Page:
As we enter the fall buying season, it’s useful to look at pricing in major multifamily markets through the first half of the year. Not only in the priciest markets, but also in markets that may represent higher yield opportunities.
Using transaction data compiled by Real Capital Analytics, we calculated the average sale price in the top 50 markets in the U.S. — specifically, the weighted average price per unit paid for apartment sales transactions over $2.5 million recorded during the 12 months ending in June 2016. The average price for the U.S. overall during that time was $134,000/unit.
Most Expensive Markets
San Francisco ($492,500/unit) was the highest priced multifamily investment market over the last 12 months. Its local economy has been boosted by the expansion of the technology sector, while opposition to new development has limited new supply. Given those attributes, San Francisco should remain among the more favored markets in the long term.
Manhattan ($485,800/unit) was second on the list, weighted heavily by the purchase of Stuyvesant Town and Peter Cooper Village for $5.3 billion at the end of last year. New York City remains the favorite destination for international investment capital. However, investors of all types have begun to approach this market with caution as the luxury condominium market has slowed recently. The area also now has the highest level of new development in the pipeline of any multifamily market in the country.
The third highest priced multifamily investment markets was also in the Bay Area: San Jose ($334,800/unit). Boosted by a strong local economy built around Silicon Valley’s entrepreneurial spirit, San Jose’s long-term forecast remains bright.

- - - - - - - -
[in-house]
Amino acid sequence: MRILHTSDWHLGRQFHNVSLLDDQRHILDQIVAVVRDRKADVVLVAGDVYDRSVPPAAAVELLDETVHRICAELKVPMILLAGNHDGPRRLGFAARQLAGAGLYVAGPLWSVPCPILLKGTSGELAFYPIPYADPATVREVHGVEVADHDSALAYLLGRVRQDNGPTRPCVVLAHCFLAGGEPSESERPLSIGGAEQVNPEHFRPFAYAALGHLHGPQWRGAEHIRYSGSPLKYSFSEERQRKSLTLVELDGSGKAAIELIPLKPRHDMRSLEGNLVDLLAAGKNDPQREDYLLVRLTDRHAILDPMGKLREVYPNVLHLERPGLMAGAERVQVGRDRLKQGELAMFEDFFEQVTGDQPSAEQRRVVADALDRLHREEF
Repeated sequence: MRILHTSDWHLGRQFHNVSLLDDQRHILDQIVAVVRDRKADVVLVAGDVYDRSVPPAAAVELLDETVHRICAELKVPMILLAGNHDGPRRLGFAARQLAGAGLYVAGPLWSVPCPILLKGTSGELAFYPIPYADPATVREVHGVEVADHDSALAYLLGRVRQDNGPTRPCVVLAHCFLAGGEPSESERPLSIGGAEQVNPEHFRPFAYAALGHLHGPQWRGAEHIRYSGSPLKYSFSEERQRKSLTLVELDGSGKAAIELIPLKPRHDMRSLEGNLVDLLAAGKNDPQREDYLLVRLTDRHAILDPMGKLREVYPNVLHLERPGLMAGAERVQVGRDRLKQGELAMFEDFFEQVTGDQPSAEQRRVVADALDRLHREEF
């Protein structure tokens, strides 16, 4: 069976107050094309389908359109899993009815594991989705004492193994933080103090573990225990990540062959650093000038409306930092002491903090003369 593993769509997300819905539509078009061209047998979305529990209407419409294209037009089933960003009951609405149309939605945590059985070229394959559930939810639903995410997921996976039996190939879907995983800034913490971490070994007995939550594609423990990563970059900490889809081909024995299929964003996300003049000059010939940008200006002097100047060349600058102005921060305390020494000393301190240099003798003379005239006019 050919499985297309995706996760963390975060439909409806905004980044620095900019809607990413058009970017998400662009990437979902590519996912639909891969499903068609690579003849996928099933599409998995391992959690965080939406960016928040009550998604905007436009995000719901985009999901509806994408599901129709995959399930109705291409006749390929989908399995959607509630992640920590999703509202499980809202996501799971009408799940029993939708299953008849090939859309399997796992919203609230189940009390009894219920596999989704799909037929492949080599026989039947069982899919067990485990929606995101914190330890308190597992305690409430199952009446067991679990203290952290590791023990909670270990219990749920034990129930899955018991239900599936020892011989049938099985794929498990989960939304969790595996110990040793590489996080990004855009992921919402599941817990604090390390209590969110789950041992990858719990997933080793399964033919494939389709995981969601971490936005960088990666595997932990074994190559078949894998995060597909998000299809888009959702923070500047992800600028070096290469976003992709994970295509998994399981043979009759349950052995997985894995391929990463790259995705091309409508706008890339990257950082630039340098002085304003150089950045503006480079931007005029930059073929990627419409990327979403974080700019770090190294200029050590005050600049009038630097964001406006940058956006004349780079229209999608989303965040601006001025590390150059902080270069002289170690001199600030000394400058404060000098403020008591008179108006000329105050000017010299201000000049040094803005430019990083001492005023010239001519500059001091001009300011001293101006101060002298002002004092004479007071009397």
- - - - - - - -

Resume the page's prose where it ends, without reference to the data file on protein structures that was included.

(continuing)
Washington, D.C. ($284,500/unit) and Boston ($257,200/unit), two additional traditional international gateway investment markets, rounded out the top five highest priced markets.
Least Expensive Markets
It’s also useful to look at recent sales transactions in the lowest priced multifamily markets, to see where high-yield opportunities may lie.
“The secondary and tertiary markets of the U.S. have apartment assets that price at a lower rate per unit and also at higher cap rates,” said Jim Costello, Senior Vice President at Real Capital Analytics. “In the six major metros, cap rates came in at 4.8% in during Q2 2016 versus a 6.4% rate in the secondary and tertiary markets. Given that GSE debt is priced about the same across markets in terms of mortgage rates, it implies more positive leverage opportunities in the secondary and tertiary markets.”
The lowest priced market over the last 12 months was Memphis ($54,600/unit). Memphis is expected to maintain strong economic growth as a major transportation hub with a healthy job market, low business costs, and an attractive downtown area.
Indianapolis ($57,600/unit) was another strong market that finished at the bottom of the list. The local economy is expected to continue its recent expansion, which has been driven by low business costs and favorable demographics, along with gains in employment in the high-tech and life sciences sectors.
Three Ohio markets, Cleveland ($59,600/unit), Columbus ($63,100/unit), and Cincinnati ($77,300/unit) were among the lower priced markets. Data from Real Capital Analytics shows that the average apartment cap rate in Ohio came in at 7.6% in during Q2 2016. The local economy in these markets should continue to pick up steam in the near term, based on strong growth of healthcare and professional services sectors.
Houston ($73,700/unit), where the local economy has been hurt by falling energy prices, rounded out the top five lowest priced markets.
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